People Watching

Everyone has their own opinion of how to be a better writer and how to make your writing better. There aren’t many writing questions that can be posed without Stephen King offering tidbits of wisdom. Whenever faced with the question of how to become a better writer, I always turn to his response that you must read more and write more. Words of wisdom and words to live by–as a writer, anyway. But what if we broke it down to components. I think most of us have areas we try to emphasize or that become very important to us as we craft our images to paper. One of mine–at least at the moment–is character development. A technique I believe is vital to this step is People Watching.

My wife and I both come from therapy backgrounds–occupational and physical respectively. We have found ourselves over the years sitting on benches such as the one above and watching people as they come and go. Then without even consciously thinking about it, we begin to notice issues within the way they move. Details that make each one unique and we speculate on the why. This developed a habit inside me to pay attention to seemingly mundane details–details that provide realism and believability in the context of a story.

I also learned to watch not just with my eyes but with ears also. I focused on their speech, the conversation people had. This translated to more complete dialogue especially when you store a detail away from an example which strays far from the norm. Someone has a peculiarity, some trait that makes them stand out. The way the intonate, a repetitive mannerism or word used in conversation. All of these details that are lost to most of us as we walk through our lives each day become important to the believability and survivability of our story world and its characters.

Even when I listened to conversation spoken in languages I could not understand. This removes this focus from the words and puts the emphasis on the passion with which the words are spoken and the dynamics of the body as the person speaks. Are they unable to sit or stand still? Do they punctuate every word with dynamic hand and arm movements? Is their head bouncing around as much as their lips are moving?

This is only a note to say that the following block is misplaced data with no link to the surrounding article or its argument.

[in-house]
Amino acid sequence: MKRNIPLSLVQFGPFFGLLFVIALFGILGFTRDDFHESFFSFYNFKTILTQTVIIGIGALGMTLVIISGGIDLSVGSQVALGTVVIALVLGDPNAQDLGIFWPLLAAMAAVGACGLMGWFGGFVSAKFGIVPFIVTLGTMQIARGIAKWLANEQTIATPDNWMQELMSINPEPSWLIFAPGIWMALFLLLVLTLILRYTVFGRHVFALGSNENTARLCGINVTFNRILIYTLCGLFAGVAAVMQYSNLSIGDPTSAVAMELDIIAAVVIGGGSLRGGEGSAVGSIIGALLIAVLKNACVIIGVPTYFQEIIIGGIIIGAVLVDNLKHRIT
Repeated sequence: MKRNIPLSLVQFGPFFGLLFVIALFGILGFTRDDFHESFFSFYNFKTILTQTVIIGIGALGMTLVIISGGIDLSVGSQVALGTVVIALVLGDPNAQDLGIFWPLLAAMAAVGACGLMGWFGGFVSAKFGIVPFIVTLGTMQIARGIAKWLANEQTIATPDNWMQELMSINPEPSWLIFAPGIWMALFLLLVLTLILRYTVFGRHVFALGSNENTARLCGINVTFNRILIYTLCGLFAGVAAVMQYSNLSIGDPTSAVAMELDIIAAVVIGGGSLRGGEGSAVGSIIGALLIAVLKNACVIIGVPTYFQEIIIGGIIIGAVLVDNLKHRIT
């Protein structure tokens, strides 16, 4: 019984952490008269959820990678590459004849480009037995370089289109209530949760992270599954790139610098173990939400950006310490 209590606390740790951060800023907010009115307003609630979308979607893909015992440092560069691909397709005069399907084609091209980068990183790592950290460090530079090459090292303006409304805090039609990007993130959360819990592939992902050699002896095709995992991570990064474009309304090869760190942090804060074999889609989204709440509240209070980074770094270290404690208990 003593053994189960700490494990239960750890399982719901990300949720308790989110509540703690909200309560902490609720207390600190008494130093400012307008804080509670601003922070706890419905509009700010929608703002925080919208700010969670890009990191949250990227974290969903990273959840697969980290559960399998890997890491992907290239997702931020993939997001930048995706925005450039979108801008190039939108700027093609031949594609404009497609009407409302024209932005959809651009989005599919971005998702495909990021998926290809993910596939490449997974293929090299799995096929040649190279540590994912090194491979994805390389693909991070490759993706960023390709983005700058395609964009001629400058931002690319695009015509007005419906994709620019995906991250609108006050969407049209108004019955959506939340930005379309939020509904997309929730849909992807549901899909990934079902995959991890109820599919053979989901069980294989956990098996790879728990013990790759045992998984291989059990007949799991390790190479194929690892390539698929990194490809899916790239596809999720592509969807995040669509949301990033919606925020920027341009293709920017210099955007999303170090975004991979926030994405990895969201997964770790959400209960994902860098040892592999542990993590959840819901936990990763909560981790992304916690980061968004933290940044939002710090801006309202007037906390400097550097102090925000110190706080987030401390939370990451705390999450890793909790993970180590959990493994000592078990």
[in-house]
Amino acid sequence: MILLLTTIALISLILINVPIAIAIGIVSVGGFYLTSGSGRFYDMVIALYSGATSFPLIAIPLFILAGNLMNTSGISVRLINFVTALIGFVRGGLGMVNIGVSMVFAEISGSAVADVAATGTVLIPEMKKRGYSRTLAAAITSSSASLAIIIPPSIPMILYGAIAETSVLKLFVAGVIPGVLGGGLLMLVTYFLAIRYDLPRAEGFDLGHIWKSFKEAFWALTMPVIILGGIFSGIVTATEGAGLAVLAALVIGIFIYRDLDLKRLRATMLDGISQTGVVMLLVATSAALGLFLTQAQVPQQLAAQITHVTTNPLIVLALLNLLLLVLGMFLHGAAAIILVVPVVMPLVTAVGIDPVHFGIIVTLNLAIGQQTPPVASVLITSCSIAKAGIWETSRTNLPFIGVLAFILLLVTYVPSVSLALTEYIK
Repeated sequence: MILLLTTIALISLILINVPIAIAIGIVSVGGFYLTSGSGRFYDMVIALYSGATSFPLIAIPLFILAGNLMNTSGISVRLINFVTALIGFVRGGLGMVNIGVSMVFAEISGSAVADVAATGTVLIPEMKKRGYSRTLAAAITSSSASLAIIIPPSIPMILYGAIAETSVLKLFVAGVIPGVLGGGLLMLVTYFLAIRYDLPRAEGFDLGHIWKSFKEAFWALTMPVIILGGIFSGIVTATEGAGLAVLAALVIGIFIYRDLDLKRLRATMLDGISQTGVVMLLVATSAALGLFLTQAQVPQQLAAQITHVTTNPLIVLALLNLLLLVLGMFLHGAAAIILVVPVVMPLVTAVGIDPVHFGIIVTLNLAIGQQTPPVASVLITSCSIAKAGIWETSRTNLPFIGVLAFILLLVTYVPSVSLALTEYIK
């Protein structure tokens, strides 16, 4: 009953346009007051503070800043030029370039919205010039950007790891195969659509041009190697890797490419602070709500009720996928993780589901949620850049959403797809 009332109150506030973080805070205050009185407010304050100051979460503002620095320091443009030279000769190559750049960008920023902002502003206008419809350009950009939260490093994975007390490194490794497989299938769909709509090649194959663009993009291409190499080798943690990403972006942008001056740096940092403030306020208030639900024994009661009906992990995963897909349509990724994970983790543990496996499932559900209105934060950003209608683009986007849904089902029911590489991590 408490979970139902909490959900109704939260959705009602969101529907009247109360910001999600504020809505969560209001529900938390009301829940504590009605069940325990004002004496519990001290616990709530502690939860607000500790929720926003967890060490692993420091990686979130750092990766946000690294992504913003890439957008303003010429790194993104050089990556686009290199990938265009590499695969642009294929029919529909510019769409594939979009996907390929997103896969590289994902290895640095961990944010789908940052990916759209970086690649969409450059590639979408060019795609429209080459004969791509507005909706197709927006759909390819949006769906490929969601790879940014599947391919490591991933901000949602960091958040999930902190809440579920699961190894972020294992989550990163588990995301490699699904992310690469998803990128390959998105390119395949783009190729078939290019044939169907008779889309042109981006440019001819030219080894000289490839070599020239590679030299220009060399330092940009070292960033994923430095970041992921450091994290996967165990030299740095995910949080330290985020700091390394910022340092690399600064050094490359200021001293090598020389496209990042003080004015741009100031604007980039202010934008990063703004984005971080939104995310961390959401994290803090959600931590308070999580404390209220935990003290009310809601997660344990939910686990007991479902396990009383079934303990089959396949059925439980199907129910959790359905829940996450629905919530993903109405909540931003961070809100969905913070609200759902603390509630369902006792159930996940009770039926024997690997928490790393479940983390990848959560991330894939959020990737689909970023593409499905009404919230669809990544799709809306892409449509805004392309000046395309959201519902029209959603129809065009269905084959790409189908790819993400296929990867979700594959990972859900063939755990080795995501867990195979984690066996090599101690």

The point is that the world around us is our greatest resources. Unfortunately, it is one that can be wasted or at least not used to its fullest. We may spend quite some time looking at setting and crafting words to create that same vivid image on the page. A few short weeks ago, I referenced taking pictures and using them later to create a setting. But how many times do we look at the tiniest details? Someone’s gait pattern–it could end up being the giveaway that gets a perpetrator caught in a crime thriller. An odd formal sounding speech–that may provide a single detail that readers will forever identify with that character. It could be a twitch of the eye or repetitive head jerk that allows the character to stand out from the crowd.

If you are struggling to find that next detail, that one thing you can’t put on a finger on that seems to be missing. That item which you feel your story needs to really shine. Don’t forget about the simplest, cheapest, and most available resource to a writer. Head out to the mall, the park, or even just a parking lot and people watch.

And, hey, sometimes people watching makes your chaos not seem so chaotic.

Character Development

It should be obvious to most that you can’t have a successful story without successful characters. What defines a successful character? While there may be many answers to this question, the one I want to focus on today is believability. In my opinion, unrealistic characters can kill a story before it ever gains momentum. To combat that, the writer must spend some time on character development. I mean a butcher is not going to use dull knives, a lumberjack will not start the day without having sharpened his saw blades. Why would a writer begin a story without developed characters?